Vanilla Chocolate Swiss Roll

I don’t know when I first noticed that this cake for different? It wasn't the regular square/round shape with icing. So is it really a cake, I thought. Of course, it is. But it’s more of a fancy cake, with icing, decoration, and effort. Growing up, this cake was almost staple for me. And varieties of it, at that. Evening tea party, dessert for a potluck, or sometimes, just plain ol’ cake to eat at home.

A Swiss Roll is a basic sponge cake – no fat – cake. Traditional Swiss Rolls (at least those in my head) are made with a plain white sponge. Then play around with the fillings, and if you are feeling particularly indulgent, bring on some more icing. Fillings can be as basic as Fruit Jam (flavour – your choice), whipped cream and fruit, chocolate butter-cream, or a fancy ice-cream flavoured, multi-coloured rich icing. The trick is to have a sturdy recipe, to work fast, and then the rolling. There are various ways to roll the sponge, but its best done when the cake is hot – 5 minutes out of the oven.  Upturn the cake on a tea towel or a butter paper dusted with icing sugar. You must roll it with the attached bottom butter paper, I found out later, that it is easy to remove it later, and prevents the cake from sticking when it is rolled.

One day, I had decided to take a cake for a friend, and could not decide what to take. She is an excellent baker herself, so I wanted to take something new for her. Aha, I thought, why not take a Swiss Roll? Bakeries here don’t really make those authentic Swiss Rolls.

 I picked up my Mom’s recipe – you see it is a slightly fancier recipe (and I just have to make it more challenging for myself). I separated the eggs, whipped the egg whites to stiff peaks – which even held when inverted (yes, I tried that test), added the yolks, flour, mixed the batter gently – no lumps, might I add. I poured this out on the lined tray – and put it in to bake. And waited. Right in front of the oven. The cake bakes fast, in about 12 minutes and I was keeping an eye on it. What I could not understand was, while the cake seemed to bake fine, the top layer wasn’t turning golden. At about 11 mins I saw why. I, the enthusiastic baker who sees fit to write about her baked adventures (or mis adventures) and raise her eyebrows often, had not turned on both the oven filaments. Only the bottom one was on. Result? A one sight yellow, one side completely dry, flaky and dark brown cake. I should have stopped right then shouldn’t I? I should have baked the whole thing all over again. But did I have time? No. And I was not about to give up easy.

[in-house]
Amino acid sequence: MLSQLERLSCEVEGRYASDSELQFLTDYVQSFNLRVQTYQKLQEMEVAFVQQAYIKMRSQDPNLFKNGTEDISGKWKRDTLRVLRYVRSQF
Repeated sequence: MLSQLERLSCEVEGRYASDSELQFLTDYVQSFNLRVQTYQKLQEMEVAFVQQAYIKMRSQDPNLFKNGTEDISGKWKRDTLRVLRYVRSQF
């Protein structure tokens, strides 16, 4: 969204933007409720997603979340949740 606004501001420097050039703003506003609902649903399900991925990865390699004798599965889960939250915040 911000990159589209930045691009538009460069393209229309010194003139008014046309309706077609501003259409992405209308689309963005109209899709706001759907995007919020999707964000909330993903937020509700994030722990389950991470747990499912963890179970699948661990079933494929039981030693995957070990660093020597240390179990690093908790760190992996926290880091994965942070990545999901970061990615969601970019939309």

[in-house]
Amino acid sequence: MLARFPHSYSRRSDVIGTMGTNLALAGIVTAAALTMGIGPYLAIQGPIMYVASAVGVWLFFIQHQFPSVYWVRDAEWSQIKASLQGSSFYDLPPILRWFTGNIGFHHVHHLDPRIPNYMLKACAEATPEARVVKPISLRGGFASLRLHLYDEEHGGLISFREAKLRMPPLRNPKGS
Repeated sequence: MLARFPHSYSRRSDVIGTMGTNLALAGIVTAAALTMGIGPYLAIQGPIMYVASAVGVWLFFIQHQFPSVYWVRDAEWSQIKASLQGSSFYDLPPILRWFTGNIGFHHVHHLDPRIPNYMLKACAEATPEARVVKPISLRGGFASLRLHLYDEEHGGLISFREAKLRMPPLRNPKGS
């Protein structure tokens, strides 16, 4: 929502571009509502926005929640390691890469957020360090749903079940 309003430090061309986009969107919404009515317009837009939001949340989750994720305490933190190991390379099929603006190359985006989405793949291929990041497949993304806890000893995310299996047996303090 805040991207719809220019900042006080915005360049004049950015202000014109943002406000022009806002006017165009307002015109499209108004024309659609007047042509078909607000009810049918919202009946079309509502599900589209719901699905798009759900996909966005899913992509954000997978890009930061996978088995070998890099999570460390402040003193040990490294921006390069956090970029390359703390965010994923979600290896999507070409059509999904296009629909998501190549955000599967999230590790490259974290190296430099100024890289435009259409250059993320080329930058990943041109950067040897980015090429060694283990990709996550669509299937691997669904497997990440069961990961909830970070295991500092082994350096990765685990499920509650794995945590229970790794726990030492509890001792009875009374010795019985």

There are two recipes, both that I have tried, and both are excellent. One is my Mom’s classic recipe, which I’ll tell you about, and one is Rachel Allen’s version 

To make the Swiss Roll,

You Need
3/4 cup Flour (maida)
3/4 cupCastor Sugar
3 Eggs
1 tsp baking powder
1 tsp Vanilla Essence

For the Chocolate Filling -

100 gms soft unsalted butter
3 tbsps Cocoa
3 tbsps Castor Sugar

To make the cake

1. Preheat the oven to 180 degree C. Line the base of a 25 x 38cm Swiss roll tin or tray with butter paper.

2. Sift the flour and the baking powder and keep aside

3. Separate the eggs carefully. Beat the egg whites in a clean bowl until stiff peaks form.

3. Separate the eggs carefully. Beat the egg whites in a clean bowl until stiff peaks form.

4. Then add the caster sugar together and beat the whites again till light and fluffy.

5. Add the yolks to the mixture one at a time.

6. Beat in the sifted dry ingredients and the essence at a low speed. Stop mixing when it comes together to avoid over-mixing of the flour.

7.  Pour the mixture gently into the tray and bake in the oven for about 12–15 minutes,  Till the cake is light brown on top.

8. Spread a piece of butter paper that is larger than the tray sprinkle some powdered sugar.  You can also use a Tea towel for this. Quickly turn the tray paper, carefully remove the tray and then if you are confident enough, remove the butter paper. (Removing the paper later will make it easier to roll and avoid the roll from sticking

9. Roll this cake. Some say to cool it, but I rolled it out when it was hot. That way I find it’s much easier and it rolls easily. Chill it in the fridge for an hour.

10. Next open the roll on a flat surface (removing the first butter-paper). Make the filling by combining the butter, sugar and cocoa in one bowl and beating it together until smooth.  Spread this on the cake evenly. Keeping the short side towards you, roll the cake. Transfer it to a serving plate and dust it with cocoa and icing sugar.


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